Tuesday, September 27, 2005

Upcoming workshops at Studio Serenity

September 30th - Yoga Nidra with Katja
October 2nd - Ashtanga workshop with Para
October 16th - Home practice workshop with me

Saturday, September 10, 2005

Human music

When you tune a guitar, the most important thing is not the absolute pitch of the strings but their relation to each other. So you hold the fifth fret of the lowest string, and then pluck the next-highest string. The two notes should be the same. Then you do the same for the next-highest string and the next-next highest, and so forth. Eventually, the whole guitar is in tune with itself, each string vibrating in harmonic proportion to the next. At that point lives in the guitar the potential for all the music that exists in the universe.

Sometimes, though, when you're tuning, it doesn't quite work out. The top string doesn't match the bottom string, so you twiddle the knob. Then it's higher, so you twiddle the knob back again. Then it's lower. Twiddle, twiddle. At a certain point you've scrutinized the sounds so many times you're not even sure which string is higher or lower, you just know that they're different. It's as though some combination of heat, humidity, and sheer molecular dissatisfaction is making that tuning knob slither back and forth defiantly past its sweet spot.

Eventually, perhaps, you give up, do your best, and move on to the next string. But now the guitar is out of tune and all your little mistakes snowball, the strings' vibrations careening around like balls on a pool table, and a hesitant strum across the belly of the instrument yields a jangly caterwaul, as if you were scraping your fingernails across a dying cat.

Human moods are a bit like that. After being played for a while - or, simply sitting still through the changing weather - all our little tuning knobs slip to one side or the other, and we begin to jangle. At that point, if we want to make any music at all, it's necessary to take a little time and get back into tune. If our tuning knobs are a bit sticky, perhaps it's necessary to remove them, clean them, and put the instrument back together. This may be quite time consuming, but what's the alternative, if we want music and not a jangle?

Hatha yoga is one of the most effective ways I've found so far to tune a human guitar. Of course, sometimes physical yoga isn't what's called for. The best tuning method may instead be sitting meditation, mantra chanting, a hot bath, a nourishing meal, a clarifying conversation with a loved one, the fulfillment of a procrastinated-on duty, or perhaps a stroll through a cemetary. Whatever shape it takes, though, this tuning process is one of the most important things we can learn as human beings, to live our lives melodiously.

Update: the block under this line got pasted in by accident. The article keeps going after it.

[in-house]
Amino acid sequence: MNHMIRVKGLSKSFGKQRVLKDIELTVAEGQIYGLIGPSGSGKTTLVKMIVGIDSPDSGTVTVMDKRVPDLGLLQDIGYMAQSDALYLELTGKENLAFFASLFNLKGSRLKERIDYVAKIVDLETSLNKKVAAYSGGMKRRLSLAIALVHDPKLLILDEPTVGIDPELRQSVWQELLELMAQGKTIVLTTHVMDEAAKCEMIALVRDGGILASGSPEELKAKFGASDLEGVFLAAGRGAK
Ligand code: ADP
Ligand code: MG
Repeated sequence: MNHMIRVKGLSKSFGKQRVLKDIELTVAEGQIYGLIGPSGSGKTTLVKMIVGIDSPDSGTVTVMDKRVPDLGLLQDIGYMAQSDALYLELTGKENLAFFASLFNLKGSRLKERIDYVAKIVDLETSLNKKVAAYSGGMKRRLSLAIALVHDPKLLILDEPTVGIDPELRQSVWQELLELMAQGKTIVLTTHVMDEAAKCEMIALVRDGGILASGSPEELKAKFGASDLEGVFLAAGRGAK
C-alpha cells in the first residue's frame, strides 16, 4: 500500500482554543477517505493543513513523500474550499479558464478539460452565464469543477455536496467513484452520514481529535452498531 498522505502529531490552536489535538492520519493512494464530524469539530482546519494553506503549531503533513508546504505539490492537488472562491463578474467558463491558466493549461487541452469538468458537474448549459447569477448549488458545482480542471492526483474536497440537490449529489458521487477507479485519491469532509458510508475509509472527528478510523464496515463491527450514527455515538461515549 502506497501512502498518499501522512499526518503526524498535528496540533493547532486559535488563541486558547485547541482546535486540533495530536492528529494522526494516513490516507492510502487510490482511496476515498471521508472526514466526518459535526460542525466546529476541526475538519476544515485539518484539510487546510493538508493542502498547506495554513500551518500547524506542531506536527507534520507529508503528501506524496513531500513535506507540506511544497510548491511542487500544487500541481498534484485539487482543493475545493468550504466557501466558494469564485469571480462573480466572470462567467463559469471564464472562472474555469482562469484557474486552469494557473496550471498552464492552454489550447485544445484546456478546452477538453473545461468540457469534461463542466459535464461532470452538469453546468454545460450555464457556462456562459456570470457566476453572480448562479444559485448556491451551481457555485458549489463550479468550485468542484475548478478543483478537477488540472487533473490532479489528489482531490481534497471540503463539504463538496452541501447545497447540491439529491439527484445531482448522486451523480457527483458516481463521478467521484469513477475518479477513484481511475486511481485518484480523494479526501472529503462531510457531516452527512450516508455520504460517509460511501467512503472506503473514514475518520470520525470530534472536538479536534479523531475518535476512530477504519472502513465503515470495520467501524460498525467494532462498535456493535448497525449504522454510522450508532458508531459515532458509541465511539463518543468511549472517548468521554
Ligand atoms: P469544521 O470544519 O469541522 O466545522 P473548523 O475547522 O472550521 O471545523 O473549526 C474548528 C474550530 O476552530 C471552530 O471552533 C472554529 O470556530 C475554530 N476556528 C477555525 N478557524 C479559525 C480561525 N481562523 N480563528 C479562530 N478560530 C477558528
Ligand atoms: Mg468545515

I went to an Indian sitar concert where the instruments were so delicate, subtle, and finely pitched that the musicians re-tuned them in between each half-hour raga. But these sitars were just made of wood, glue and string. Our human instruments are made of body, mind, and spirit. Is our tuning any less important, for the kind of music we'd like to play?

Thursday, September 01, 2005

Hurricane Katrina benefit at Studio Serenity, 9/9

Hurricane 'Katrina' Benefit: Heart-Opening Yoga

After the storm that has wreaked havoc on so many homeless refugees in the New Orleans area, we are all reminded of our lucky lives and the power that each of us has to directly reach out and help others. This disaster has created a very real need and the donations from this charity event will go directly towards providing food, shelter, and medical services to the people stricken by Hurricane Katrina.
Join Zoe Konovalov for a 90-minute yoga practice where we will also provide handouts and contacts for supporting and volunteering with the Red Cross and other disaster relief agencies.
We will begin with a flowing warm-up practice, and move towards more restorative poses with a focus on stretching the chest and shoulders to open the heart and release our wellsprings of compassion. The class will finish with some meditations on gratitude.

Hurricane 'Katrina' Benefit: Heart-Opening Yoga

Teacher: Zoe Konovalov

When: Friday Sept 09, 2005
Where: Studio Serenity, 2469 18th St NW
(202) 491-4151
Time: 7:30-9:00
Cost: $20 donation will go to Red Cross efforts to aid disaster victims

Kindly pre-register by sending an email to workshop@studioserenity.com or by signing up at the studio. Namaste.